6 Writing Tips from Jerry Seinfeld

His style comes across as so effortless and fun that it’s enough to make you believe it might just be possible for you to tell great jokes too. That is, until you try.

Whether it’s watching re-runs of Seinfeld, videos like this, or his new web-series Comedians In Cars Getting Coffee I just love listening to Seinfeld talk shop and tell jokes.

His style comes across as so effortless and fun that it’s enough to make you believe it might just be possible for you to tell great jokes too. That is, until you try. That’s when you figure out writing is difficult; even if you’re just writing down funny observations.


6 Writing Tips from Jerry Seinfeld

As the video above explains, there’s a method to Seinfeld’s mild-mannered madness and a process that helps bring out a his comedic brilliance. Let’s take a look at six elements to that process and see if we can’t apply them to writing in general.

1. Begin with a solid premise.

For Jerry it was pop-tarts. For you or me it might be anything else, so long as we have something worth listening to to say about it.

2. Win over your audience right away.

A good first line goes a long way. If a title or headline is the hook, a compelling first line is the line and sinker.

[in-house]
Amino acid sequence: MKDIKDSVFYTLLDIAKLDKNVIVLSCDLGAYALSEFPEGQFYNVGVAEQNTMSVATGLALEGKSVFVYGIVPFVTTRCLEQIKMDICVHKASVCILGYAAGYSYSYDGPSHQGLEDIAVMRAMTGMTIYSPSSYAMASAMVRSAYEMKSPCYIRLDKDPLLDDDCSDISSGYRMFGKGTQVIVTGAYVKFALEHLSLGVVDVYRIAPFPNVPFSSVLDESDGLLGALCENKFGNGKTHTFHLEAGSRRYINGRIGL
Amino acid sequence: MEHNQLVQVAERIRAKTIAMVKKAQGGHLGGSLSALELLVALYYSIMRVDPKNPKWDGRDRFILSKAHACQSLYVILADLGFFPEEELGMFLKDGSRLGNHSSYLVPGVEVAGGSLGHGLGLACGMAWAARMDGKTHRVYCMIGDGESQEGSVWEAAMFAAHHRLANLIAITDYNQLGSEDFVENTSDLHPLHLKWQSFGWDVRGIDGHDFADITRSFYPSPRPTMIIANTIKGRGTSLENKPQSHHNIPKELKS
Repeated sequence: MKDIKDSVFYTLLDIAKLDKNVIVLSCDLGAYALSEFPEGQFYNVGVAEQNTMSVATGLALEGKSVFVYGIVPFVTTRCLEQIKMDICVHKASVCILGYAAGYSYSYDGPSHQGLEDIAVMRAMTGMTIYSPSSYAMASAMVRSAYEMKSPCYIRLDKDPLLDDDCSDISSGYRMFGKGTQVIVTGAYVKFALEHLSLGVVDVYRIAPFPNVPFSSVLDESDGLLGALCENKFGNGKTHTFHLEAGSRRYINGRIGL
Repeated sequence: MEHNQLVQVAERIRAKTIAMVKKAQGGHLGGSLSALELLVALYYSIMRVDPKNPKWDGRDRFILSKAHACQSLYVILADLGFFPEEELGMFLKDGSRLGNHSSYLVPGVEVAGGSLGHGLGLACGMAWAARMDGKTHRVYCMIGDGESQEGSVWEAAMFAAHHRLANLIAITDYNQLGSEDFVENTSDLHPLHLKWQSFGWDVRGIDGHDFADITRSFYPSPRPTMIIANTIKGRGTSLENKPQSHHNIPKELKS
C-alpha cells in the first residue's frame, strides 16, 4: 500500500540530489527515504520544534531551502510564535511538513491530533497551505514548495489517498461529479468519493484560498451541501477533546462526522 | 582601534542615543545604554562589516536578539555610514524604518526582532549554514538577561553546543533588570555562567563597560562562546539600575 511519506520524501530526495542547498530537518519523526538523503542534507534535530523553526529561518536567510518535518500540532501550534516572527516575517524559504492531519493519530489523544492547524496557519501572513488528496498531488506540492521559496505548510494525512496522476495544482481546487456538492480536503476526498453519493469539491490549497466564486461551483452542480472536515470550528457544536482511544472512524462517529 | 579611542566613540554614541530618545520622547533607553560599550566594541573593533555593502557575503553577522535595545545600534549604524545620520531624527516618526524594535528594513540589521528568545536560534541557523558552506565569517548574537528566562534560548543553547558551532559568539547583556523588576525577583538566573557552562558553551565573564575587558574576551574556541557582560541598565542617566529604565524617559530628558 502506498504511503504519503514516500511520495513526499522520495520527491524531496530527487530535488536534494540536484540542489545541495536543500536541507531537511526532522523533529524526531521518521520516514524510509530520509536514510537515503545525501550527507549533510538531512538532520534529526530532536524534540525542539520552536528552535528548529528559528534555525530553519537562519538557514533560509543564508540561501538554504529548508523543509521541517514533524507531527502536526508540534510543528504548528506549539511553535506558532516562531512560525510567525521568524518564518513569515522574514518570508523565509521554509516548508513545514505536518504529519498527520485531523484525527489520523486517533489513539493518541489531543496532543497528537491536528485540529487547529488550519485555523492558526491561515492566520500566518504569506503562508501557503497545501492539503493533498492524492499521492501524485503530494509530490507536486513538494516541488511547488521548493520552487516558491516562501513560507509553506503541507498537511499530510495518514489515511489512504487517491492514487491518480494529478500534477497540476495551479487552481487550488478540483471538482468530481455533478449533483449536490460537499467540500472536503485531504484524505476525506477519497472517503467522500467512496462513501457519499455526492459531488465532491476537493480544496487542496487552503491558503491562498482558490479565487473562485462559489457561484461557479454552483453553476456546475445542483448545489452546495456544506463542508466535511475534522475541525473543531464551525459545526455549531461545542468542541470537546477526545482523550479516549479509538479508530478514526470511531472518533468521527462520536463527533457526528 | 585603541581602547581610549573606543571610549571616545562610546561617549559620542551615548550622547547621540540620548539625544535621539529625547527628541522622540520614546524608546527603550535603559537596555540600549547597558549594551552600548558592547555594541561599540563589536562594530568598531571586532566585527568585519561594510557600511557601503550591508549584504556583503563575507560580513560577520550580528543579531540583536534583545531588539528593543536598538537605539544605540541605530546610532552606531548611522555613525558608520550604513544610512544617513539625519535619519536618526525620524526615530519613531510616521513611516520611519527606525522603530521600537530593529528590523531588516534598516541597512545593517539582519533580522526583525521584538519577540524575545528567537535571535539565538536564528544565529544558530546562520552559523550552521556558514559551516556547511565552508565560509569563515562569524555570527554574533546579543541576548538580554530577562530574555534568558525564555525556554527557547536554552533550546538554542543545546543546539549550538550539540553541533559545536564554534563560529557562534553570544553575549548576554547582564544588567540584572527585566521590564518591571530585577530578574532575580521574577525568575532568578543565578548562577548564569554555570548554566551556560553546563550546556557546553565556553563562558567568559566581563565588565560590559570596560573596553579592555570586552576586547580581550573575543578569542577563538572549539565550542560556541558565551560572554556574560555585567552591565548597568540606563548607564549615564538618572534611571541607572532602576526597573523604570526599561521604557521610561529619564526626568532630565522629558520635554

3. Personalize your process.

For you or me that may not mean we always write in long hand on yellow legal pads with clear blue bic pens, but finding a way to write that feels true to who we are can help the ideas flow.

4. Caring about the details goes a long way towards delivering a cohesive whole.

In the video Seinfeld mentions that he is so precise when it comes to crafting a transition from one joke to another that he will “shave letters off of words” and count syllables until it’s right. That’s craftsmanship that goes beyond just joke writing. Sounds more like a dedicated poet.

This tip is a great reminder that no matter what we’re writing, language and words – the right words – make all the difference.


5. Despite all of the evidence to the contrary, time spent getting something right is not time wasted.

When it comes down to it a joke finished faster is not a joke that is funnier. Or funny at all. The same goes for other types of writing. The goal should be effectiveness. Achieving what you want with the words you’ve chosen. Not just getting it done.

6. Be willing to wait for a worthy ending.

This one goes hand-in-hand with number five. Seinfeld waited two years to get the final joke on a bit about pop-tarts just right. Two years! Some people write multiple novels in two years. But again, it’s about craftsmanship. Not settling.

Did I miss anything?

So that’s what I pulled from this video. Did I miss anything? Am I potentially crazy and just imagining writing advice when famous people talk? Let me know!

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